PLACE : Wemake, Milan
DATE: 18/10
PEOPLE: Cristina, Giorgia, Luisa, Zoe



MATERIAL: We chose to use hibiscus dried flowers and curcuma powder to produce violet and yellow dyes. We had a variety of natural animal (wool, silk) and vegetal (cotton) tissues to test.

Where to buy material?

  • hibiscus: herbalist's shop
  • curcuma: supermarket
  • alum (mordant): pharmacy

CREDITS: We used the recipes from Textilabs Amsterdam. All photos from Luisa Valente.

NOTES: an easy way to identify the origin of a fiber is to burn a small piece of tissue and smell it

  • artificial fibers: black smoke and become hard
  • animal fibers: disgusting smell similar to burned chicken skin
  • vegetal fibers: almost no smell



PROCESS: Plese refer to the link above for the recipes and the detailed instructions. To summarise, the steps of the process are the following

  • weight the dry fibers to calculate the amount of mordants to add
  • wash your fibers. The process is different if the fibers are vegetal (add soda: 6% of the fiber weight) or animal.
  • mordant the fibers: we used alum (10-15% of the fiber weight)
  • extract the dye
  • bath the fibers in the dye (50 degrees for animal fibers and 80 for vegetal for 1 hour at least)
  • add the modifier (option) to change colors
  • rinse
  • dry

ISSUES: we didn't have a thermometer and therefore it hasn't been easy to control the bath temperature.

NOTES: animal and vegetal fibers need to be prepared in different ways!

mordant bathcurcuma bathhibiscus bath


RESULTS: We obtained beautiful yellow and pink fabrics, the nuances depending on:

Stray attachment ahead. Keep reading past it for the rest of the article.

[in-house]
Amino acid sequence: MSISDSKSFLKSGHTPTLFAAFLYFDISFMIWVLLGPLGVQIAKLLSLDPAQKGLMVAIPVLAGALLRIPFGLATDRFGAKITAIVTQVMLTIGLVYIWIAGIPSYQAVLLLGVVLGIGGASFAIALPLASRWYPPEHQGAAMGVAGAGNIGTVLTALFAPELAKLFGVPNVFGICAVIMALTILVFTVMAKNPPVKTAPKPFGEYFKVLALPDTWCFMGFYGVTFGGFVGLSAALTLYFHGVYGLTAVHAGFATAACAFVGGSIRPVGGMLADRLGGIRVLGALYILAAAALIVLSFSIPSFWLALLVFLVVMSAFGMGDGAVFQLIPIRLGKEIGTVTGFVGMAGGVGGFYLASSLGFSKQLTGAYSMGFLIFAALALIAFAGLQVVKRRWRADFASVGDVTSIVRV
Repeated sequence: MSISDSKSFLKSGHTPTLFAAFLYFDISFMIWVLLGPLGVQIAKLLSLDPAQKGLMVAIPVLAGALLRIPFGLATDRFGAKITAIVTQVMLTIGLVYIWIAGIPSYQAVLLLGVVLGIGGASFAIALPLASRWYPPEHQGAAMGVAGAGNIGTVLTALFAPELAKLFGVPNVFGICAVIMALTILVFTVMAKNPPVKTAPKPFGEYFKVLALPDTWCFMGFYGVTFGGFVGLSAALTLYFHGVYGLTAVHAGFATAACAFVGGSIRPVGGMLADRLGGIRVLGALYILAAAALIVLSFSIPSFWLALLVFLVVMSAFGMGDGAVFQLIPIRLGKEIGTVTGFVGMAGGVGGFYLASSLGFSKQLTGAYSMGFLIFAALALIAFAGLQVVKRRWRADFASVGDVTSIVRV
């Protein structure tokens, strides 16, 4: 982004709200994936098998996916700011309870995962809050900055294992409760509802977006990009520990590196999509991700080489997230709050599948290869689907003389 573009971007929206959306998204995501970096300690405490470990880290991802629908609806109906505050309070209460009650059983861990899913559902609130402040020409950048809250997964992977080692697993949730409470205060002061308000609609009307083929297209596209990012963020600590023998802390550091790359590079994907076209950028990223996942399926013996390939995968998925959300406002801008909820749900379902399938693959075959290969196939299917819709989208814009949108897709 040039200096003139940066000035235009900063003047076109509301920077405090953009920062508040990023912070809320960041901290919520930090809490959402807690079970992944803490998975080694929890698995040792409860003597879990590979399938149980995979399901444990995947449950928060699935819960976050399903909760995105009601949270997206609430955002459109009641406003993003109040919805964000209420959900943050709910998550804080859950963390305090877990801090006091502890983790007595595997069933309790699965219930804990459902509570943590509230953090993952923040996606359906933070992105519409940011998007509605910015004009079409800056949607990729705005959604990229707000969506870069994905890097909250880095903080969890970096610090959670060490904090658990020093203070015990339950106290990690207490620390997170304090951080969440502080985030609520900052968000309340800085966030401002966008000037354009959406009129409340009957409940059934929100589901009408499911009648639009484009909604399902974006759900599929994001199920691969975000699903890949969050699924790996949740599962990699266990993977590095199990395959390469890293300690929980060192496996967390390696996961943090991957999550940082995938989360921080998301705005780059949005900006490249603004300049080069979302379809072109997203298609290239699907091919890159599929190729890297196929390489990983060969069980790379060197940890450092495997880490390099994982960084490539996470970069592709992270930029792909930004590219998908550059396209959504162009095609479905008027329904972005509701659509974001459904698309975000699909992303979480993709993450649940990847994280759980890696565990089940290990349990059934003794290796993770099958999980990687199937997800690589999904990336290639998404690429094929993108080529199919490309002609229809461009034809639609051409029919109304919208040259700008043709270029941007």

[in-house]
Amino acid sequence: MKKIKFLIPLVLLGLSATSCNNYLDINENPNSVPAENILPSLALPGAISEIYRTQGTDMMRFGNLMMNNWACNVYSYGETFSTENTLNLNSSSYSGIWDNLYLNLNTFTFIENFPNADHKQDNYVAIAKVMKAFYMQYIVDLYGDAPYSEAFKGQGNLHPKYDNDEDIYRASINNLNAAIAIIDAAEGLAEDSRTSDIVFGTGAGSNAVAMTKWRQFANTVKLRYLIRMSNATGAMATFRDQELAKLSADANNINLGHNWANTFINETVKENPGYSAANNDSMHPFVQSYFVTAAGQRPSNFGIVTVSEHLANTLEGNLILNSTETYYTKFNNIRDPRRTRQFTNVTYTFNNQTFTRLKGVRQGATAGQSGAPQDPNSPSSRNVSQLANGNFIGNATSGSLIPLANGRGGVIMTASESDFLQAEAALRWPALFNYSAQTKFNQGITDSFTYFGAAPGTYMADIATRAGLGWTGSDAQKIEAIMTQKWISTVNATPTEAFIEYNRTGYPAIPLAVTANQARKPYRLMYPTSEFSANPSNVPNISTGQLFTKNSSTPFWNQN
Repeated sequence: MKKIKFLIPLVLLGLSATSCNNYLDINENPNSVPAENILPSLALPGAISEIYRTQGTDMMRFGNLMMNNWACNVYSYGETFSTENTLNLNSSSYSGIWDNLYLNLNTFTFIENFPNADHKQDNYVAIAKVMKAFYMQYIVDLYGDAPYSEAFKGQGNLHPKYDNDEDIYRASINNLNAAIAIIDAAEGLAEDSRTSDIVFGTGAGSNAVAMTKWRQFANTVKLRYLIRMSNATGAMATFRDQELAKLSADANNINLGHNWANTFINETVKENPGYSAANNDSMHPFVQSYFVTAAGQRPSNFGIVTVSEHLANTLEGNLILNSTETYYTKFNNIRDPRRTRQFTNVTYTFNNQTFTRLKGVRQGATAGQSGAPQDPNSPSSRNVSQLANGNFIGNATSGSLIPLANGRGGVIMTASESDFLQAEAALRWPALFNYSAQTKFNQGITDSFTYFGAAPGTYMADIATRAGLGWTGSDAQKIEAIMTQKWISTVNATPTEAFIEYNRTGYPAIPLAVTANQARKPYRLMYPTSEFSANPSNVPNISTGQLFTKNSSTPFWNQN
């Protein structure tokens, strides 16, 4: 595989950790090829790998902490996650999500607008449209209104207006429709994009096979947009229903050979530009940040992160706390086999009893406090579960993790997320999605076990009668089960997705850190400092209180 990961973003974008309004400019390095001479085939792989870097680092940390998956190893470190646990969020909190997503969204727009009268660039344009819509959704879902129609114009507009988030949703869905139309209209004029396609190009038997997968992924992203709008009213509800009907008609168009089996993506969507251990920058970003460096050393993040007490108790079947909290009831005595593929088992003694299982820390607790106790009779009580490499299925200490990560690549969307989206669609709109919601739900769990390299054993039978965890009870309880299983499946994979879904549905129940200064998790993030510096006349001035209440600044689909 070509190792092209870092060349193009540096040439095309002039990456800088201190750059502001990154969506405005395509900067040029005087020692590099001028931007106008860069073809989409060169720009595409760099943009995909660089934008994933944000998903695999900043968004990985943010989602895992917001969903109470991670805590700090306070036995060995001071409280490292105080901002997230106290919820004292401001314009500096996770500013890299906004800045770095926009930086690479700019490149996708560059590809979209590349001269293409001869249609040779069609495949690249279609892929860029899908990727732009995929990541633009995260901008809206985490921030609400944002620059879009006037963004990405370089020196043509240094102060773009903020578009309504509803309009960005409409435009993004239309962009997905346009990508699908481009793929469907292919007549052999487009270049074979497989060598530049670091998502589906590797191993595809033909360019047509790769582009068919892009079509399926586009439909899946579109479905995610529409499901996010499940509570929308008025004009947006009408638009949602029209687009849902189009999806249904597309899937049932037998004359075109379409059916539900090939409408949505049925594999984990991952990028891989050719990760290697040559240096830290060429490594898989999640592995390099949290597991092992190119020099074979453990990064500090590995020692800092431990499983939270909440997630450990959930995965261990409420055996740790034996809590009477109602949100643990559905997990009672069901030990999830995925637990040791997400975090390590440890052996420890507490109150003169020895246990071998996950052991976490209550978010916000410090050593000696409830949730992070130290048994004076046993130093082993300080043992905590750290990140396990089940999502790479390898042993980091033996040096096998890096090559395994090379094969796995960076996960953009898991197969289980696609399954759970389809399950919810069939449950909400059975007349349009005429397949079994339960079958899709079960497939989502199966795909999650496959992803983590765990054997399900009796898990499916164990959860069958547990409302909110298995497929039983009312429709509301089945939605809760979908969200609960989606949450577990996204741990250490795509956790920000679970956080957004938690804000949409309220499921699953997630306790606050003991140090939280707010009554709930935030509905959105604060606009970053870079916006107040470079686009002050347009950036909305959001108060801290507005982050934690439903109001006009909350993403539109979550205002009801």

• kind of fiber
  • modifier (yes or no)
  • knots (to create patterns)

We are especially happy with the dying of wool and cotton. Unfortunately silk texture lost its typical shine.

ISSUES: some of the fibers dyed with hibiscus lost color once dried. We believe that 1 hour bath is not enough to keep the colors vivid, at least for hibiscus. Time allowing, we should have tested 4 hours or even all night baths.

NOTES: you need time to work on natural dyes. What about washing them? To be researched… Next time we would like to experiment with the shibori too.






MATERIAL: We had plenty of material to mix with the bioplastic: grains, seeds, powder, flowers, hydrogel spheres…

Where to buy material?

  • gelatin powder: supermarket
  • glycerol: Amazon

CREDITS: We used the recipes and instructions from the booklet The Secrets of Bioplastic by Clara Davis, Fab Lab Barcelona. All photos from Luisa Valente.


PROCESS: Plese refer to the link above for the recipes and the detailed instructions. To summarize, the steps of the process are the following

  • Mix the cold water and the gelatin powder in the pan without heating
  • Heat the preparation while stirring slowly so that there are no lumps
  • Once the preparation has become liquid and homogeneous add the glycerin into the mixture
  • Pour your mixture into the mold or the prepared surface



  • pour a thin layer of the gelatin mix into the mold before adding the material that you want to incorporate and then cover it completely. This will ensure a homogenous external layer of bioplastic


  • we didn't have much foam as expected from the Clara Davis' instructions.
  • use a plastic or glass mold (no paper)
  • you can play with glycerol to have softer or harder bioplastic


RESULTS: We obtained beautiful semispheres and other shapes with grains and hydrogel that could be used for expos and decorations. We are especially happy with the saffron mix because of its texture and color.






ISSUES: as we didn't have enough gelatin powder, we decided to replace it with starch but we ended up with a whitish soft gel that we didn't like at all. It might well be that we added too much starch but in the end we bought more gelatin powder to continue the testing.

After a couple of days, the bioplastics were covered by mould. It is possible to remove it with a sponge and let the plastic dry at the sun. To avoid the moulding, it's useful to rub lemon, vinegar or alcool on the plastics and let them dry in a warm and dry place.


NOTES: we would like to experiment with laser cut laces structures and pour a thick layer of gelatin mix on it to produce flexible but solid bioplastic sheets.